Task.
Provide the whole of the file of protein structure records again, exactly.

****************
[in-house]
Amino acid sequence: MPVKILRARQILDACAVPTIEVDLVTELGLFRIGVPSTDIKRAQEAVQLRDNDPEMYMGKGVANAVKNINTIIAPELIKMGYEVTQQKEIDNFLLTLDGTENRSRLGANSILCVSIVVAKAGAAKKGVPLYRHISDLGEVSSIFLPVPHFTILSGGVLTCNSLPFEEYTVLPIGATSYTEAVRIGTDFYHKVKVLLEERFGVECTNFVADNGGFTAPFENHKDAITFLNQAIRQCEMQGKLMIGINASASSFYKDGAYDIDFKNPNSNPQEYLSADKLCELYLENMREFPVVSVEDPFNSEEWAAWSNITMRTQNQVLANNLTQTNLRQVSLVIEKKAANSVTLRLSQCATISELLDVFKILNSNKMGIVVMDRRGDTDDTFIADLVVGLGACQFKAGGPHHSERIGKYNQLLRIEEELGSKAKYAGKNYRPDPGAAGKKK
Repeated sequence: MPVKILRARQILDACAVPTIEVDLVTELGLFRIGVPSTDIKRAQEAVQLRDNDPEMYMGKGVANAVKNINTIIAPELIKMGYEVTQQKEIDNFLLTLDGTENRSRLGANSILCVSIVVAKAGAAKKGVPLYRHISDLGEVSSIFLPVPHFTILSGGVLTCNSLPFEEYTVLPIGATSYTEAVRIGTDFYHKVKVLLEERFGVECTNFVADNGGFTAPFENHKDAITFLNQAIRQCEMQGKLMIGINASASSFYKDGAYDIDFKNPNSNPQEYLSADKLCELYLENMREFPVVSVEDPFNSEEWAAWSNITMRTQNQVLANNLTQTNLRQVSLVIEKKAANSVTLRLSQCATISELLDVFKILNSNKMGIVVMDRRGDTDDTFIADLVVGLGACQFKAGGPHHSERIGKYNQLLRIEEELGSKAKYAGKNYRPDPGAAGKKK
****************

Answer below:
[in-house]
Amino acid sequence: MPVKILRARQILDACAVPTIEVDLVTELGLFRIGVPSTDIKRAQEAVQLRDNDPEMYMGKGVANAVKNINTIIAPELIKMGYEVTQQKEIDNFLLTLDGTENRSRLGANSILCVSIVVAKAGAAKKGVPLYRHISDLGEVSSIFLPVPHFTILSGGVLTCNSLPFEEYTVLPIGATSYTEAVRIGTDFYHKVKVLLEERFGVECTNFVADNGGFTAPFENHKDAITFLNQAIRQCEMQGKLMIGINASASSFYKDGAYDIDFKNPNSNPQEYLSADKLCELYLENMREFPVVSVEDPFNSEEWAAWSNITMRTQNQVLANNLTQTNLRQVSLVIEKKAANSVTLRLSQCATISELLDVFKILNSNKMGIVVMDRRGDTDDTFIADLVVGLGACQFKAGGPHHSERIGKYNQLLRIEEELGSKAKYAGKNYRPDPGAAGKKK
Repeated sequence: MPVKILRARQILDACAVPTIEVDLVTELGLFRIGVPSTDIKRAQEAVQLRDNDPEMYMGKGVANAVKNINTIIAPELIKMGYEVTQQKEIDNFLLTLDGTENRSRLGANSILCVSIVVAKAGAAKKGVPLYRHISDLGEVSSIFLPVPHFTILSGGVLTCNSLPFEEYTVLPIGATSYTEAVRIGTDFYHKVKVLLEERFGVECTNFVADNGGFTAPFENHKDAITFLNQAIRQCEMQGKLMIGINASASSFYKDGAYDIDFKNPNSNPQEYLSADKLCELYLENMREFPVVSVEDPFNSEEWAAWSNITMRTQNQVLANNLTQTNLRQVSLVIEKKAANSVTLRLSQCATISELLDVFKILNSNKMGIVVMDRRGDTDDTFIADLVVGLGACQFKAGGPHHSERIGKYNQLLRIEEELGSKAKYAGKNYRPDPGAAGKKK